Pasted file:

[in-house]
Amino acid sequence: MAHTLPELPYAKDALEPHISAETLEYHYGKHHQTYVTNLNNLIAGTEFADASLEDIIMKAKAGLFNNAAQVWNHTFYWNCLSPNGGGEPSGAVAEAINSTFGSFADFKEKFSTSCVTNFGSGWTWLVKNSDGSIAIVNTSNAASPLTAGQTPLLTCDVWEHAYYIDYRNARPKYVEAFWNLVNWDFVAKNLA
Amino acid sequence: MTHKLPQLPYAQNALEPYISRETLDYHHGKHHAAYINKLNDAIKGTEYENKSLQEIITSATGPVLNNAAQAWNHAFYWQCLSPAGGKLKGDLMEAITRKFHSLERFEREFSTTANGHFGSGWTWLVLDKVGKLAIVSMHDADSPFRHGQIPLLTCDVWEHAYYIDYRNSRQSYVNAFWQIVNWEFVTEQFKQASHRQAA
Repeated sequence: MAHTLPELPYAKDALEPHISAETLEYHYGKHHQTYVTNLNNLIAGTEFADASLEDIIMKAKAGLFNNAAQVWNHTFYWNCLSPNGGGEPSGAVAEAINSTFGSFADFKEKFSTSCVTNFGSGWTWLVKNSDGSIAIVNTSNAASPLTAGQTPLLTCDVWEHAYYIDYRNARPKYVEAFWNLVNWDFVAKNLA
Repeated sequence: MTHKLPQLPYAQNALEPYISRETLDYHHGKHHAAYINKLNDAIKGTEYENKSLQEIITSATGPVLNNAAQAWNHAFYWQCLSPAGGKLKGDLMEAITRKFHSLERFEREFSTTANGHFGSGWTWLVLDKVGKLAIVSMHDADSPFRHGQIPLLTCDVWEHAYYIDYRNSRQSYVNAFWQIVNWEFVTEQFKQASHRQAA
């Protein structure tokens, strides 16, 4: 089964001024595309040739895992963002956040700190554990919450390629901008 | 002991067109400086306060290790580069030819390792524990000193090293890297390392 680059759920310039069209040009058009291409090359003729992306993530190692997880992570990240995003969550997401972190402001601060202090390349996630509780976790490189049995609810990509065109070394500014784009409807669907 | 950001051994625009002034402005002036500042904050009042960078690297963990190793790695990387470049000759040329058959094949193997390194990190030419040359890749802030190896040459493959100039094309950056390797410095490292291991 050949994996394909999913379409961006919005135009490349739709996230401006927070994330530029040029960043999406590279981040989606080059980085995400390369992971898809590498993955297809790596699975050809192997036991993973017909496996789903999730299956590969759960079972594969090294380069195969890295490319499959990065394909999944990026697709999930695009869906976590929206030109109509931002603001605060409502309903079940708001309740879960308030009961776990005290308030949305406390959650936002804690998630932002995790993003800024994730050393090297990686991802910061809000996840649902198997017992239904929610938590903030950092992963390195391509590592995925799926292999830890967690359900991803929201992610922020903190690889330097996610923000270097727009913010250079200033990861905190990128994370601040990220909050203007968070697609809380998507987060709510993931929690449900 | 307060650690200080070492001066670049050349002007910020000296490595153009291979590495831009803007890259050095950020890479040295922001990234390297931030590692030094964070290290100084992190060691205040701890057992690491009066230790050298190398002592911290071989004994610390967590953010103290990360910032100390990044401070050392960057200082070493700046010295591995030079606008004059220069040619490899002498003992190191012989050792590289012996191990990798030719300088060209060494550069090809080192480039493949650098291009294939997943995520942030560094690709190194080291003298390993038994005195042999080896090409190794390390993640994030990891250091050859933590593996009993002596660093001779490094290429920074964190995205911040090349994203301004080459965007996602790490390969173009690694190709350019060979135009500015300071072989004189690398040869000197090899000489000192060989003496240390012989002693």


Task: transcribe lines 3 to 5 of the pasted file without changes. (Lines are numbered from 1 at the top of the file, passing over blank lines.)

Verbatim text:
Amino acid sequence: MTHKLPQLPYAQNALEPYISRETLDYHHGKHHAAYINKLNDAIKGTEYENKSLQEIITSATGPVLNNAAQAWNHAFYWQCLSPAGGKLKGDLMEAITRKFHSLERFEREFSTTANGHFGSGWTWLVLDKVGKLAIVSMHDADSPFRHGQIPLLTCDVWEHAYYIDYRNSRQSYVNAFWQIVNWEFVTEQFKQASHRQAA
Repeated sequence: MAHTLPELPYAKDALEPHISAETLEYHYGKHHQTYVTNLNNLIAGTEFADASLEDIIMKAKAGLFNNAAQVWNHTFYWNCLSPNGGGEPSGAVAEAINSTFGSFADFKEKFSTSCVTNFGSGWTWLVKNSDGSIAIVNTSNAASPLTAGQTPLLTCDVWEHAYYIDYRNARPKYVEAFWNLVNWDFVAKNLA
Repeated sequence: MTHKLPQLPYAQNALEPYISRETLDYHHGKHHAAYINKLNDAIKGTEYENKSLQEIITSATGPVLNNAAQAWNHAFYWQCLSPAGGKLKGDLMEAITRKFHSLERFEREFSTTANGHFGSGWTWLVLDKVGKLAIVSMHDADSPFRHGQIPLLTCDVWEHAYYIDYRNSRQSYVNAFWQIVNWEFVTEQFKQASHRQAA